Microsoft unwraps new auto data-protection in Office 365 tools
'Heyy, it looks like you're writing down stuff that's best not written down!' 'F*ck off, Clippy'
Microsoft is expanding its Data Loss Prevention (DLP) tools. DLP is a way of tagging content to mark it as sensitive data and subject to policy, such as a rule that states “data must be encrypted” or “may not be shared outside the organisation”.
DLP is already available for email in Exchange, Outlook and Office 365, and is now being added to SharePoint Online and OneDrive for Business. DLP is also being added to Excel, Word and PowerPoint from early 2015.
Admins will be able to set policy in an Office 365 Compliance Center and have this automatically applied through all these products.
DLP supports manual tagging but goes beyond it.
“We’re providing deep content analysis through our classification engine,” explains Principal Program Manager in Information Protection Jack Kabat in a video. The engine will use RegEx patterns and more to find data such as credit card number or social security identifiers, and automatically tag documents accordingly.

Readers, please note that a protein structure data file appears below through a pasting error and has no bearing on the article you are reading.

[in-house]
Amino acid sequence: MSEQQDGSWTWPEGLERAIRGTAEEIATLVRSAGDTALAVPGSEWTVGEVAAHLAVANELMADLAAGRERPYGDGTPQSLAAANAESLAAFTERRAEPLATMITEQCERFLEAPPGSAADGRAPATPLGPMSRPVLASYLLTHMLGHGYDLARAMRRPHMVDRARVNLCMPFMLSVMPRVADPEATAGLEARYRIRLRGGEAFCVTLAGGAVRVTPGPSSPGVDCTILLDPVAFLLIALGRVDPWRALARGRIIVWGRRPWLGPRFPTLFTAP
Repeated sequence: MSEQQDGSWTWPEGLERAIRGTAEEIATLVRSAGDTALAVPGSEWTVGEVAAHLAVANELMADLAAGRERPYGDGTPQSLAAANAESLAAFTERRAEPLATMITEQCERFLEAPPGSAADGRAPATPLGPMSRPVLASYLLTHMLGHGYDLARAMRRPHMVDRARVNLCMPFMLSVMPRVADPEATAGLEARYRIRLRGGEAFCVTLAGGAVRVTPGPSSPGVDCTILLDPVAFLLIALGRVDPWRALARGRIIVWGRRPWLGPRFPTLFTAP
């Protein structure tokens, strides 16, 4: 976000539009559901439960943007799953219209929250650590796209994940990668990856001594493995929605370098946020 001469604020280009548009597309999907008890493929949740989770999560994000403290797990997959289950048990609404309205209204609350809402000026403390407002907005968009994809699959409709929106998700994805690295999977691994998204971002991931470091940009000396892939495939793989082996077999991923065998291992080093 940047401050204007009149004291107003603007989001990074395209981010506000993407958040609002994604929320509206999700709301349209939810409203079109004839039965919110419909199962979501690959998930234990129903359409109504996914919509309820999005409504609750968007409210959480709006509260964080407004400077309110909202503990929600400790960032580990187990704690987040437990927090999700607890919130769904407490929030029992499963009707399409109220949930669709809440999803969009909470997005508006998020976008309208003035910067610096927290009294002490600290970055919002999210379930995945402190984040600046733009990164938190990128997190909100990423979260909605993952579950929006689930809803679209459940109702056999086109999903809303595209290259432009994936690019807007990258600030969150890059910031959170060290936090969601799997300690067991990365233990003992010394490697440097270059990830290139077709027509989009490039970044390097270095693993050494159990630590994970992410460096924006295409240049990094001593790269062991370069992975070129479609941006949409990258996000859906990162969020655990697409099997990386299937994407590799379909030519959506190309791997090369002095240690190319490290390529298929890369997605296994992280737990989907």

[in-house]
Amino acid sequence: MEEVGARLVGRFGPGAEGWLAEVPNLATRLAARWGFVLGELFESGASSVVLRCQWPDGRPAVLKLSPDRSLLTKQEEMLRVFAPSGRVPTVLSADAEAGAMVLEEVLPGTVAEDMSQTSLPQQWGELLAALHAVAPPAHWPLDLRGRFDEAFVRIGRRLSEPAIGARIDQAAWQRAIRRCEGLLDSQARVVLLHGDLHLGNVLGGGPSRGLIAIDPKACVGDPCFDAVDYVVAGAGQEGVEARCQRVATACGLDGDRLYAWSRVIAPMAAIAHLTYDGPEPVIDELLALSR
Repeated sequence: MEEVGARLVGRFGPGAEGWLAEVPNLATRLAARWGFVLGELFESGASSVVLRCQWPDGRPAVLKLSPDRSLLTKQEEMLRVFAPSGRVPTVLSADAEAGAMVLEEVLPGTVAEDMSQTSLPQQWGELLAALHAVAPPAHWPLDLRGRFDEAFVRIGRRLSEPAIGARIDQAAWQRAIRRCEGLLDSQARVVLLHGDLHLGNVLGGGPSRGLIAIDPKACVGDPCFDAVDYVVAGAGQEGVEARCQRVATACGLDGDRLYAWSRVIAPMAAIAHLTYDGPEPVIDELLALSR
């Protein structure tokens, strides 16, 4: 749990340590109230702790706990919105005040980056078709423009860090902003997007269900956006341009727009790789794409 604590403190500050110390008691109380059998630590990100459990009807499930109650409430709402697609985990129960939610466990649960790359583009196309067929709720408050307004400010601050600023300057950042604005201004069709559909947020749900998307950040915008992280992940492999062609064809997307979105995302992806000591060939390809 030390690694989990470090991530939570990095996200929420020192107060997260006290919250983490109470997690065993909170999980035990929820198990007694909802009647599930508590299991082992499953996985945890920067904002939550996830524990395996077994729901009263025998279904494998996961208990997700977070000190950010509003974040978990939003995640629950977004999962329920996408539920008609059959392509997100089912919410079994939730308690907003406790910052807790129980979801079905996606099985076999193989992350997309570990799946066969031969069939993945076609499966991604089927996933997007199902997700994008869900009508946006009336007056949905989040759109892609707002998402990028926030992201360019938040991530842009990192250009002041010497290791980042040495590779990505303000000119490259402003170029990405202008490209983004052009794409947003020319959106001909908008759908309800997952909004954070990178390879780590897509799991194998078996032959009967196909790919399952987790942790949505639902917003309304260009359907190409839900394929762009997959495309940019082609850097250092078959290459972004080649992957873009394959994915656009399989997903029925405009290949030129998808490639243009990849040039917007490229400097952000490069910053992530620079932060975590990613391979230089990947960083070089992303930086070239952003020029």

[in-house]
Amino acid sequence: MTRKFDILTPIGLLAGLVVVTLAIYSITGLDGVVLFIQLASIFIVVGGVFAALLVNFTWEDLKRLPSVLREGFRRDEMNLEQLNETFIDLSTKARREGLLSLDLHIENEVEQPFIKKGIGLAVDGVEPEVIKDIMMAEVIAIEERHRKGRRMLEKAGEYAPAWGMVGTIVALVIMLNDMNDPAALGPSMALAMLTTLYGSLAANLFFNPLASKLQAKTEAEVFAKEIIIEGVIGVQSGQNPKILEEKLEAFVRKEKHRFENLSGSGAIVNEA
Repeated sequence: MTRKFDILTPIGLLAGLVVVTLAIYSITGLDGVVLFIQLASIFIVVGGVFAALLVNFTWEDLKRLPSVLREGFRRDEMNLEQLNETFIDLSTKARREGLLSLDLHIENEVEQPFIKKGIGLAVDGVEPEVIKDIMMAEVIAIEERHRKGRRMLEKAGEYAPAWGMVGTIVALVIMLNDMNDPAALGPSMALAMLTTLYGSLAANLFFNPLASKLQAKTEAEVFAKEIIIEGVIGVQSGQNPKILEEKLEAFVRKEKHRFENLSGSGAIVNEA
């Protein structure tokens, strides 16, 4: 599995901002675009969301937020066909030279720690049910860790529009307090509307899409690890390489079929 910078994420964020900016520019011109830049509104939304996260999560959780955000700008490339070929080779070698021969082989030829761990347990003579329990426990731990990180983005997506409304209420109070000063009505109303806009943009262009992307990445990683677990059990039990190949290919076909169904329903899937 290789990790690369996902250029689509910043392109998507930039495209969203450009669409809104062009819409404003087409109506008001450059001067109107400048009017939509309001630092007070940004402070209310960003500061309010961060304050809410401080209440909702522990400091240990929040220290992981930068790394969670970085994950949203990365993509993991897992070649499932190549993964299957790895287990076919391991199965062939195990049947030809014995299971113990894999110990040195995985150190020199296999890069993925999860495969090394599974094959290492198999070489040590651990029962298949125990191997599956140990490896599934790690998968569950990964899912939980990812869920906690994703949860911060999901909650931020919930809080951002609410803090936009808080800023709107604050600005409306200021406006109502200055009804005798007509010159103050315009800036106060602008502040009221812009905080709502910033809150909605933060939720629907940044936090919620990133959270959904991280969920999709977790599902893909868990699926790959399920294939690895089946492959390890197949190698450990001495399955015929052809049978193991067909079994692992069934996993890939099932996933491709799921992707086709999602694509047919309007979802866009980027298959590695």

If the system detects a violation it will generate a report, with items such as “Rule Matched: PCI DSS: content shared externally”, "Rule Actions: Notify User”.
The add-ins for Office applications will inform users at the time of content creation if they are creating data that is detected as sensitive, and provide users with “policy tips.”
“With these new DLP capabilities, you can have complete control to protect sensitive information anywhere in your organization,” says a post penned by Kabat along with product manager Shobhit Sahay.
DLP will be attractive to organizations worried about spilling secrets or breaching regulatory compliance and being slapped with fines, but is it effective? Automatic content recognition is imperfect, as those who remember Office 97 and Clippy’s incessant interjection, “it looks like you’re writing a letter” will know.
Another snag is that if users are determined to share data, they probably will, if only by crude techniques like photographing the screen, or turning to alternative applications (a new opportunity for OpenOffice?) which are less intrusive.
The justification for approaches like this is that it helps users to do the right thing by giving then a nudge at the right moment.
You can “refine your DLP activity so you don’t affect the productivity of your end users,” promises Microsoft - but we foresee new opportunities for annoyance. ®